• 2. Melt 1 Tbsp. butter in a medium ovenproof nonstick skillet over medium heat. Place 1 slice of bread, plain side down, in skillet and cook until just golden on bottom side, about 2 minutes.
  • 3. Scatter 3/4 cup cheese over and slightly around bread (the cheese in contact with the pan will begin to melt immediately). Transfer skillet to oven and bake until cheese is golden brown around edges, about 2 minutes. Remove skillet from oven and top bread with a few slices of ham; let sandwich cool slightly in pan 1 minute. Using a rubber spatula, carefully loosen edges of cheese and transfer sandwich to a plate. Repeat with remaining butter, bread, cheese, and ham to make 3 more sandwiches. Wipe out skillet.
  • 4. Heat oil in same skillet over medium. Crack eggs into skillet, cover, and cook until whites are just set but yolks are still runny, about 3 minutes. Top each sandwich with a fried egg; season with salt and pepper.

Turkey Shawarma with Crunch Vegetables


This is an overstuffed, saucy little sandwich, but our pita trick ensures that the pocket won't implode while you're eating it.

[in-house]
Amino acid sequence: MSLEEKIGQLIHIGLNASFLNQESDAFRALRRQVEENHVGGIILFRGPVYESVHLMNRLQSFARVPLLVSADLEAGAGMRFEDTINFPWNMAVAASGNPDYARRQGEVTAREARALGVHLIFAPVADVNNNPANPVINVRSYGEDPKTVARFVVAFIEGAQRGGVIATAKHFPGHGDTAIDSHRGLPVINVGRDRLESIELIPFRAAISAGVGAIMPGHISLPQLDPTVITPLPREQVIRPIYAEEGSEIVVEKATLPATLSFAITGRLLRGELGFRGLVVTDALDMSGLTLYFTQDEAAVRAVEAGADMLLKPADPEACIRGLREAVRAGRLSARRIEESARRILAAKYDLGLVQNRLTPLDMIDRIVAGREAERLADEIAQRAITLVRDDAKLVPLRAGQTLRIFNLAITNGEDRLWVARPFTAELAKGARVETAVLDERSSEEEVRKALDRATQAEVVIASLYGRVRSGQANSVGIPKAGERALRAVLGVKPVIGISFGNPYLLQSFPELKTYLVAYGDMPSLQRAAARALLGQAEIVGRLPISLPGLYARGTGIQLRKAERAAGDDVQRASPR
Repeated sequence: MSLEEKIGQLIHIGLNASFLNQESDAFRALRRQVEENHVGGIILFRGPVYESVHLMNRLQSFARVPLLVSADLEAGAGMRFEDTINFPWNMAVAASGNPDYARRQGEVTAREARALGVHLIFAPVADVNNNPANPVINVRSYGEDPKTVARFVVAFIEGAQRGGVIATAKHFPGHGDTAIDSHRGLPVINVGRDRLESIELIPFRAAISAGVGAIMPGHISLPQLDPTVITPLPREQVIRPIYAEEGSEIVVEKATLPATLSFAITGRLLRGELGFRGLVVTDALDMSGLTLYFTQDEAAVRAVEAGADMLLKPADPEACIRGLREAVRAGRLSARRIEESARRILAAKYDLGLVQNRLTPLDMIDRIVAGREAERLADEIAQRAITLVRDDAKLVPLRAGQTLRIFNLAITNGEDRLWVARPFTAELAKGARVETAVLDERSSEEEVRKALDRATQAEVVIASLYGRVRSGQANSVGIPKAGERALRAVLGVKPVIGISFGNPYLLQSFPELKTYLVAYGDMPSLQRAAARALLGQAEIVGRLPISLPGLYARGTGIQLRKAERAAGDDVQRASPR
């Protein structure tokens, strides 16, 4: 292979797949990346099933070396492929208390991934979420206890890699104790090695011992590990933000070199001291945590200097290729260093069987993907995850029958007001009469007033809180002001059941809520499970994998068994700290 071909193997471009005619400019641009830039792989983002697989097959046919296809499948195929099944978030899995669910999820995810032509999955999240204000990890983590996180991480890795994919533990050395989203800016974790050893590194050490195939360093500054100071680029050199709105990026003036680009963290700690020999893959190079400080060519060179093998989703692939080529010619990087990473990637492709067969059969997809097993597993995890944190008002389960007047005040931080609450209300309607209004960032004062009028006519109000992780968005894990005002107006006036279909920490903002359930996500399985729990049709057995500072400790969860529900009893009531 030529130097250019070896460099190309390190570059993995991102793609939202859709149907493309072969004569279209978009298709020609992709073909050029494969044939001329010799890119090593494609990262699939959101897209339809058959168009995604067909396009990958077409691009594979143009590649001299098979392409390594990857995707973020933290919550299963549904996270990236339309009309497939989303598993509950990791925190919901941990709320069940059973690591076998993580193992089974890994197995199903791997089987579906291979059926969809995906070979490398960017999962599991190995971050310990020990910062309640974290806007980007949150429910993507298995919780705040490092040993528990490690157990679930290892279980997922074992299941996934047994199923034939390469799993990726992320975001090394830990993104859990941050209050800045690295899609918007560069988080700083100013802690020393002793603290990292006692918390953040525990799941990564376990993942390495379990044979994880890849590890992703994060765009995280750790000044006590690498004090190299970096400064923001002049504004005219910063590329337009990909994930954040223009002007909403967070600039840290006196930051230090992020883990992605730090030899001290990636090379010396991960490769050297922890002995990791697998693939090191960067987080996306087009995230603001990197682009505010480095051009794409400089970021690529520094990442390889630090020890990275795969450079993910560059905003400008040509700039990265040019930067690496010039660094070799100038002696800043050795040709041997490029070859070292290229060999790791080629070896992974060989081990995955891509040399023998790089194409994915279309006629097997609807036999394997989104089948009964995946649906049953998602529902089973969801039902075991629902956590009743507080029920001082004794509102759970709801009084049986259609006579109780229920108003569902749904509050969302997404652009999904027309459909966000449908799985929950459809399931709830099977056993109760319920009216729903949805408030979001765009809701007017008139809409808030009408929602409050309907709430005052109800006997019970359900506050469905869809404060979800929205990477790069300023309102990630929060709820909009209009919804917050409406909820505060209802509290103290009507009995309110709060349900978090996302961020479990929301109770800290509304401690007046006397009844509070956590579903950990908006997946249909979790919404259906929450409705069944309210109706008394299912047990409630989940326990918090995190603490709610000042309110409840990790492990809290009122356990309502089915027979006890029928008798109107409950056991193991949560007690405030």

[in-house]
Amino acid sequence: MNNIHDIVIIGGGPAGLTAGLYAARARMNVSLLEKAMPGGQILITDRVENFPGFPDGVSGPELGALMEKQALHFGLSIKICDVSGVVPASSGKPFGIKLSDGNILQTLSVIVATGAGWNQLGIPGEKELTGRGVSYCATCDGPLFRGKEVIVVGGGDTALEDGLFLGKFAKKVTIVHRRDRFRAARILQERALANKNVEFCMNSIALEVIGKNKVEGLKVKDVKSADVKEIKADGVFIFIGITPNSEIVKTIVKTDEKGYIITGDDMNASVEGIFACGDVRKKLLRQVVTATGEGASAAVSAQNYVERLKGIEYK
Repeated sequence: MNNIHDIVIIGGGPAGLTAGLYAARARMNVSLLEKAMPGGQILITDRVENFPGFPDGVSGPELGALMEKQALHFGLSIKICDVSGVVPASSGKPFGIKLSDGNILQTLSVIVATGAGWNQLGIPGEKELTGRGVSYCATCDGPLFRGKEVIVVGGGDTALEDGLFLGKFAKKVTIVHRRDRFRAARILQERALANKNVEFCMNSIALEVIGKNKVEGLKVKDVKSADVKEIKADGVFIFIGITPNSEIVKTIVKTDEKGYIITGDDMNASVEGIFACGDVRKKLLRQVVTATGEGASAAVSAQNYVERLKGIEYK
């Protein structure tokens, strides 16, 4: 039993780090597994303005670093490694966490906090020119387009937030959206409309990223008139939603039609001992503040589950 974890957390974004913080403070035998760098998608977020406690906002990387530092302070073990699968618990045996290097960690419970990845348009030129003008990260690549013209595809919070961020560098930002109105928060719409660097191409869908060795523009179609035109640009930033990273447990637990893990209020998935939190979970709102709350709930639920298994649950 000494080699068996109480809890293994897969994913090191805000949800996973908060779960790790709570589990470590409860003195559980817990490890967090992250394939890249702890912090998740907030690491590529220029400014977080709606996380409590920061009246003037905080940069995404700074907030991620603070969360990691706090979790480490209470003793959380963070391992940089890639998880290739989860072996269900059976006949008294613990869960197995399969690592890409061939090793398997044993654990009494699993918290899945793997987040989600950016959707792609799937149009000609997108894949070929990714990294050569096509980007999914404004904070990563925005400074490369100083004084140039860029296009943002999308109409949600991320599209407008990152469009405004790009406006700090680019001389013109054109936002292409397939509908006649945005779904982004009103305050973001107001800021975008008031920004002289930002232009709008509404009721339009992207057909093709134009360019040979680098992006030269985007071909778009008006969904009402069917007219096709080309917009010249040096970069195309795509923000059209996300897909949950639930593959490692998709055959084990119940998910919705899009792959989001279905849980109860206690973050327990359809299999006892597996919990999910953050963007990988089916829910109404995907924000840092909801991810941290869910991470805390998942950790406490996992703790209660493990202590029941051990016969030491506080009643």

• 1 cup plain whole-milk Greek Yogurt
  • 1 garlic clove, finely grated
  • 1 tsp. finely grated lemon zest
  • 3 tsp. fresh lemon juice, divided
  • Kosher salt
  • 1/2 tsp. freshly ground black pepper
  • 1/2 tsp. ground coriander
  • 1/2 tsp. ground cumin
  • 1/2 tsp. smoked paprika
  • 1/4 tsp. ground cinnamon
  • 1/4 tsp. ground turmeric
  • Pinch of cayenne pepper
  • 4 Tbsp. unsalted butter, divided
  • 2 Tbsp. vegetable oil, divided
  • 4 cups shredded turkey meat, room temperature, divided
  • 1 small red onion, halved, very thinly sliced
  • 2 medium Persian cucumbers, cut into matchsticks
  • 1 medium carrot, peeled, cut into matchsticks
  • 4 radishes, trimmed, thinly sliced
  • 1 Tbsp. plus 2 tsp. red wine vinegar
  • 2 cups mixed tender herbs (such as torn mint leaves, parsley leaves with tender stems, and/or dill fronds)
  • 4 white pitas with pockets, warmed
  • Hot sauce (for serving)

  • 1. Mix yogurt, garlic, lemon zest, and 2 tsp. lemon juice in a medium bowl; season with salt. Set yogurt sauce aside.
  • 2. Mix black pepper, coriander, cumin, paprika, cinnamon, turmeric, and cayenne in a small bowl. Heat 2 Tbsp. butter and 1 Tbsp. oil in a large skillet over medium. As soon as butter is melted, add half of spice mixture and cook, stirring, until fragrant, about 30 seconds. Add half of turkey meat and toss to coat. Transfer to a large bowl. Repeat with remaining 2 Tbsp. butter, 1 Tbsp. oil, spice mixture, and turkey meat. Add remaining 1 tsp. lemon juice to turkey mixture and toss to combine.
  • 3. Toss onion, cucumbers, carrot, radishes, and vinegar in a large bowl to combine. Add herbs, season with salt, and gently toss again.